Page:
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Priced out of food in the CAR

Chantal, a market seller in Bangui, Central African Republic. Violence in Central African Republic has seen many large traders and herders targeted and chased from the country, raising fears of a market collapse that would exacerbate the current food cris
The prices of basic foodstuffs have gone up (Steve Cockburn/Oxfam)

The mass exodus of Muslims from the Central African Republic (CAR) amid insecurity is having an adverse impact on access to basic foodstuffs, say retailers and local people. 

Basic consumer products such as salt, soap, sugar, milk and cooking oil, as well as farm produce, including onions and tomatoes, have become scarce or are too expensive for ordinary people. In Bangui, for example, the cost of a bar of soap has risen since late 2013 to 250 CFA (53 US cents) from 150 CFA. Rice, beans and groundnuts have also gone up sharply. 

Epiphanie, a housewife living in Bangui’s eighth district, is a regular shopper at Gobongo market. “I am really overwhelmed by the situation. The price of everything has gone up. A litre of cooking oil that we bought at about 900 CFA [$1.90] a few months ago, today costs 1, 400 CFA [$2.95]; a pile of onions that cost 250 CFA is now 500 CFA [$1.05],” she told IRIN.

Tens of thousands of Muslims have fled their homes in CAR, often to neighbouring countries, amid attacks by militia who associate all Muslims with a rebellion that held power for several months after staging a coup in March 2013.

“The departure of Muslim businessmen who managed most of the trade and transport activities has severely affected the availability of food. Commerce and transport sectors are currently a fraction of their pre-crisis levels,” states a 7 April UN Food and Agriculture Organization (FAO) and World Food Programme (WFP) special report

“Imports from neighbouring countries declined by 25.7 percent in 2013 and the movement of locally produced food commodities from surplus producing areas to deficit areas was severely restricted,” it adds.

Commodities such as eggs and beef have become hard to find. According to the FAO/WFP report, the price of meat is also well above 2013 levels.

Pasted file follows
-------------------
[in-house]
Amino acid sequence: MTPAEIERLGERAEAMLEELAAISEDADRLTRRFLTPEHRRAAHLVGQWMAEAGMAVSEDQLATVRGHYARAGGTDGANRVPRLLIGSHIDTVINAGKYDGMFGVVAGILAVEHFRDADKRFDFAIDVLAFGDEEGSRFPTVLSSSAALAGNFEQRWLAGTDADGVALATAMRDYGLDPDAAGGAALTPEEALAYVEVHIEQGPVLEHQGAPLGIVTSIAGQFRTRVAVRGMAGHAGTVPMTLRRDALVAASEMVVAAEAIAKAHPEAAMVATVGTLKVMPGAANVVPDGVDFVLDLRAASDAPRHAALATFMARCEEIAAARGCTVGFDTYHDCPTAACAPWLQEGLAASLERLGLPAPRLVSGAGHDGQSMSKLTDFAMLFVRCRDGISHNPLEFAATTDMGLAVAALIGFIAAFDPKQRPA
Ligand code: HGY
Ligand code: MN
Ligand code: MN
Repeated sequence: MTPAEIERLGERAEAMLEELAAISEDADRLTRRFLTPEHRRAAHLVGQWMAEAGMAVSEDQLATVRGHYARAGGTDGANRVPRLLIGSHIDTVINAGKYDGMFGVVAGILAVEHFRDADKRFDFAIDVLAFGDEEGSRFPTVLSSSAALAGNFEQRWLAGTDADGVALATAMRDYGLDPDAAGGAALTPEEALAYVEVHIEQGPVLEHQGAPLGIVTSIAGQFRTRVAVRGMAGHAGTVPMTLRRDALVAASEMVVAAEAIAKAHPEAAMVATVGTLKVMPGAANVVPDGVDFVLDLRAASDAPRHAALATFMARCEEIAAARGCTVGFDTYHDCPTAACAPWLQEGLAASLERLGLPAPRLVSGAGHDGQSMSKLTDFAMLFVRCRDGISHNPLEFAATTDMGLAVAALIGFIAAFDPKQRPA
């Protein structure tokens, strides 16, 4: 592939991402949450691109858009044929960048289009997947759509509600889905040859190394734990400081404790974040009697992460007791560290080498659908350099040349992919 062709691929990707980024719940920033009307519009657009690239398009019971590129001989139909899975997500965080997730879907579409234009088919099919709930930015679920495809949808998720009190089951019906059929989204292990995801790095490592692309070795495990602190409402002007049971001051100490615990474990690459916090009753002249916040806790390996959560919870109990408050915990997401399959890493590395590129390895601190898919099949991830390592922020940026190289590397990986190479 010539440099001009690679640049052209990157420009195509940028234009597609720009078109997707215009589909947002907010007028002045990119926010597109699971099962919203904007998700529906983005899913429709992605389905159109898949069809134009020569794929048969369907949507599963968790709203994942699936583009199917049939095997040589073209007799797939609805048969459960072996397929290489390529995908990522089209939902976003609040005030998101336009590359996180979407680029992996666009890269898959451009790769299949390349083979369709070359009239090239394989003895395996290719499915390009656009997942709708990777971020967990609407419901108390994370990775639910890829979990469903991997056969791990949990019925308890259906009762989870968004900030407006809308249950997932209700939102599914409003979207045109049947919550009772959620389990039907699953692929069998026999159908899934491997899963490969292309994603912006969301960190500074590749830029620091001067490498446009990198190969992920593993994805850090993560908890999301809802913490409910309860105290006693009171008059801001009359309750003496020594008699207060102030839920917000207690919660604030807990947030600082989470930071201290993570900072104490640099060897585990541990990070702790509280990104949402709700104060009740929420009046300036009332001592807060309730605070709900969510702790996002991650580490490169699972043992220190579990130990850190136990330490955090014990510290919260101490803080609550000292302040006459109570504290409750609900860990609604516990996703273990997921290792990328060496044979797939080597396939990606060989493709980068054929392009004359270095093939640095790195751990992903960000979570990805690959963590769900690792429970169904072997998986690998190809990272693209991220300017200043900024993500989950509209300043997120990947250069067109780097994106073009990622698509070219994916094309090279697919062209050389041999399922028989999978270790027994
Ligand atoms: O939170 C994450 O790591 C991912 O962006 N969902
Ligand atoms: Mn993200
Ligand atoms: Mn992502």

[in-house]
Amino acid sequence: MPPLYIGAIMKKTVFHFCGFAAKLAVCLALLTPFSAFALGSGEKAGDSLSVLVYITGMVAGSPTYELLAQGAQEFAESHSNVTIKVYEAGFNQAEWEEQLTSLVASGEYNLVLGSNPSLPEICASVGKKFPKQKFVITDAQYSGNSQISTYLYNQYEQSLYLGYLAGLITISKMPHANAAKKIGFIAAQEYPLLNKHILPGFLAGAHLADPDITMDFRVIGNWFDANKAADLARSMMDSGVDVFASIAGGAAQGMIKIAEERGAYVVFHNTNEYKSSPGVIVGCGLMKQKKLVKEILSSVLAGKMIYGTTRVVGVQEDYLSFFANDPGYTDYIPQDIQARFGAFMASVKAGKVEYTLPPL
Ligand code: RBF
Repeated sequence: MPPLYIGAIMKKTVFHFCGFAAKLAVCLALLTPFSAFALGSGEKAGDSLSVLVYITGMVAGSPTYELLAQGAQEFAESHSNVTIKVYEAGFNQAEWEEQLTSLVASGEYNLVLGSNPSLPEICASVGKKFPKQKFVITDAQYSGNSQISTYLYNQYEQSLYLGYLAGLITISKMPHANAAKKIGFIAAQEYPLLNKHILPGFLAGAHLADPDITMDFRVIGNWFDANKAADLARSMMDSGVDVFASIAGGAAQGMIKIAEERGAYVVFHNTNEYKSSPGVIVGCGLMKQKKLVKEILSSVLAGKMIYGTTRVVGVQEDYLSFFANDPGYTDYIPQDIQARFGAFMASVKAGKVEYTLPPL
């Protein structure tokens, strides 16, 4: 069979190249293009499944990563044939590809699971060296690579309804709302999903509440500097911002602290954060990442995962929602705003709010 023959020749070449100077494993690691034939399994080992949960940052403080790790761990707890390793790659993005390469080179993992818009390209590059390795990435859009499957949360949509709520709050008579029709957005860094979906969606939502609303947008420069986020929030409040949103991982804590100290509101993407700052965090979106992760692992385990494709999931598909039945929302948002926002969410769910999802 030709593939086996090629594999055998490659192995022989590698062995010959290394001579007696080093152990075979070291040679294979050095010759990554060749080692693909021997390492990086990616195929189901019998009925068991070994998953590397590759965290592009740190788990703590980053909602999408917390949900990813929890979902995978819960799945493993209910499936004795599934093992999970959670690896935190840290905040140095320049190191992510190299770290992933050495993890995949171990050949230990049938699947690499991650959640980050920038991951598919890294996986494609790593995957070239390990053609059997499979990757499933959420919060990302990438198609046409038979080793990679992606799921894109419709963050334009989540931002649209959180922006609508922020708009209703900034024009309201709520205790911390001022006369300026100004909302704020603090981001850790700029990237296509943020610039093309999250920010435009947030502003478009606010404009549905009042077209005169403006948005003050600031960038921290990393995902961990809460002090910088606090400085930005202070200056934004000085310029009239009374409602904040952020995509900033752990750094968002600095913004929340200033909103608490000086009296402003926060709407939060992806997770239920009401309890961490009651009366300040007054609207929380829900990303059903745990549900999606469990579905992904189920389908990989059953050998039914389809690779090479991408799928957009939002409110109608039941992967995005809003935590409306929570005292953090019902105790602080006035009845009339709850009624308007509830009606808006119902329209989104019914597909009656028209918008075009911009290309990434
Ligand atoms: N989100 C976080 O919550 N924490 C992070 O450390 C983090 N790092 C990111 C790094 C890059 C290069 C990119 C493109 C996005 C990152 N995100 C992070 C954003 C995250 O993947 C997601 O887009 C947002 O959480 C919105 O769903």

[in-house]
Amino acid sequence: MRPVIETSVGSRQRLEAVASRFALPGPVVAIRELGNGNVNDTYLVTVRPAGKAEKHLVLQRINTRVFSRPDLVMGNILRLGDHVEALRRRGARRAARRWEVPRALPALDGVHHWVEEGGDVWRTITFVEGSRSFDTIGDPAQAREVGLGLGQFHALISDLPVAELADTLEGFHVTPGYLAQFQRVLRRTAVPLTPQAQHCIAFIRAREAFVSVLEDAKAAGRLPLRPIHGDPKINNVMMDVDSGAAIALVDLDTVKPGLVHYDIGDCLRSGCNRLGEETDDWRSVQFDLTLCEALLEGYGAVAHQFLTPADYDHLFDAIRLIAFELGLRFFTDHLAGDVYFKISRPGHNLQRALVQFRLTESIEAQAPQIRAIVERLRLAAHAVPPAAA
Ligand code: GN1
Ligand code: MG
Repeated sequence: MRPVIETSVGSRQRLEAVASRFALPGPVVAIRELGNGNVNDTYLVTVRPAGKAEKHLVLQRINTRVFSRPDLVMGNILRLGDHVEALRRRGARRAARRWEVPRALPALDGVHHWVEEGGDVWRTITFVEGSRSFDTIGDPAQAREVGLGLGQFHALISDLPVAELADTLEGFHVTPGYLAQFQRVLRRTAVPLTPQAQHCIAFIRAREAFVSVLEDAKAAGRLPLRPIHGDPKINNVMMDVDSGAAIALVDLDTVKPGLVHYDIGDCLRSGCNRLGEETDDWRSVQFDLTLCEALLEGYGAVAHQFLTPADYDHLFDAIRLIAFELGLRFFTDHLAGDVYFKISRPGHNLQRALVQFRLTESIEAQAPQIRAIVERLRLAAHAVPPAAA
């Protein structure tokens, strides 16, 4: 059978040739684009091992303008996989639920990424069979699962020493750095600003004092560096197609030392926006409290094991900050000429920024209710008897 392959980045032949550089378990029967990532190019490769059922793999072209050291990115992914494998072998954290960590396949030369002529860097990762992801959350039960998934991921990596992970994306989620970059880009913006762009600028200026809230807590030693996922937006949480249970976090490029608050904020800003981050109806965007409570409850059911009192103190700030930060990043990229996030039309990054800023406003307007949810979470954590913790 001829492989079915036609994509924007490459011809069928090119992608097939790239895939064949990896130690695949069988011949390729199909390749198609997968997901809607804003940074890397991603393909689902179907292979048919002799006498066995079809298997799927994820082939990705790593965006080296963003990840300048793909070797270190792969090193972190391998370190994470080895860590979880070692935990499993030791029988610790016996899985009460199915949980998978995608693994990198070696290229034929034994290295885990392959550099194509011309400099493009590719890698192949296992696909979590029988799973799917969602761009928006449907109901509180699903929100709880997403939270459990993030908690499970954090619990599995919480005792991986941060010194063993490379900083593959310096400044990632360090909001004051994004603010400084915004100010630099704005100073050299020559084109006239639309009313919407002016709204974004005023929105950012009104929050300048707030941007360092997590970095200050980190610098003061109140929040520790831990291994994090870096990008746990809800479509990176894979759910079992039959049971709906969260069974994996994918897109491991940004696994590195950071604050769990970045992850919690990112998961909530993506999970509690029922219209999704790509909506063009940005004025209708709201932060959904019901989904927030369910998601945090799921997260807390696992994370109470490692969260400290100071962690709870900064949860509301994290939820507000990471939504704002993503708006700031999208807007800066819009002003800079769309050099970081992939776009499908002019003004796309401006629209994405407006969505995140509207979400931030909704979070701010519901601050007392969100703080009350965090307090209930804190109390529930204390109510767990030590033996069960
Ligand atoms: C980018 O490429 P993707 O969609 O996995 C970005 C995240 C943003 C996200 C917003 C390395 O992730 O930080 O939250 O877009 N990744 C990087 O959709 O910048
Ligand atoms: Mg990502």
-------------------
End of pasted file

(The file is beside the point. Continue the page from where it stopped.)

Johnny, a butcher in Bangui said: “We have to travel long distances, 70 to 100km from Bangui, to buy cows and the cost is very high. For example, a cow that a year ago cost 250,000 CFA [$ 527]... now sells for 605,000 CFA [$ 1,275 ] even 700,000 CFA [$ 1,475].”

Butchers also have to deal with harassment from the anti-balaka.

“The anti-balakas require us to pay 40,000 to 50,000 CFA [$84.32-105.4] per cow as slaughter tax. This is one reason for the speculation in the meat price in the capital’s markets," he added. Many Muslim Peuhl (Fulani) herders, who supplied butchers’ shops in the past, have fled due to insecurity. 

According to the FAO/WFP report, “In 2013, CAR’s GDP was 28.3 percent less than in 2012, while the agricultural sector contracted by 36.9 percent.” 

Unpaid wages

A lack of disposable income, due to the irregular payment of civil servants’ salaries, is a problem. “The problem is that we don’t have enough money… because our husbands are not paid,” said Jeanne, a housewife.

The irregular payment of salaries for civil servants has left them in a dire situation. “We are suffering. They do not pay us regularly and we are riddled in debt. Today, we are five months in salary arrears. We have virtually no money to feed our families. We are stuck in a rut,” Valentin Mounou, who works in the Education Ministry, told IRIN.

According to the FAO/WFP report, “about 1.25 million people, directly affected by conflict, will be receiving food assistance for about eight months (January-August 2014). However, as of March 2014, only about a third of the required funding is secured, necessitating incomplete food baskets and half ration distributions. Overall, 1.6 million people are estimated to be in need of urgent food assistance.”

Security challenges

According to Lambert Yeremon, an economics professor at the University of Bangui, the general state of insecurity in Bangui since December 2013, when the city experienced a surge in violence, is the main challenge.  

More than 2,000 people were killed in the conflict between Seleka and anti-balaka fighters since December 2013, according to a UN Refugee Agency (UNHCR) 1 April briefing

Renewed inter-communal violence in Bangui has forced more people to flee within the country and across its borders. “Since the attacks in the capital early last week, the number of internally displaced people in CAR has risen to 637,000, including 207,000 in Bangui alone. This represents an increase of nearly 16,000 uprooted people,” says the UNHCR briefing.

CAR has been in the grip of a humanitarian crisis since the ouster of the government by the mainly Muslim rebel Séléka coalition.  


This article was produced by IRIN News while it was part of the United Nations Office for the Coordination of Humanitarian Affairs. Please send queries on copyright or liability to the UN. For more information: https://shop.un.org/rights-permissions

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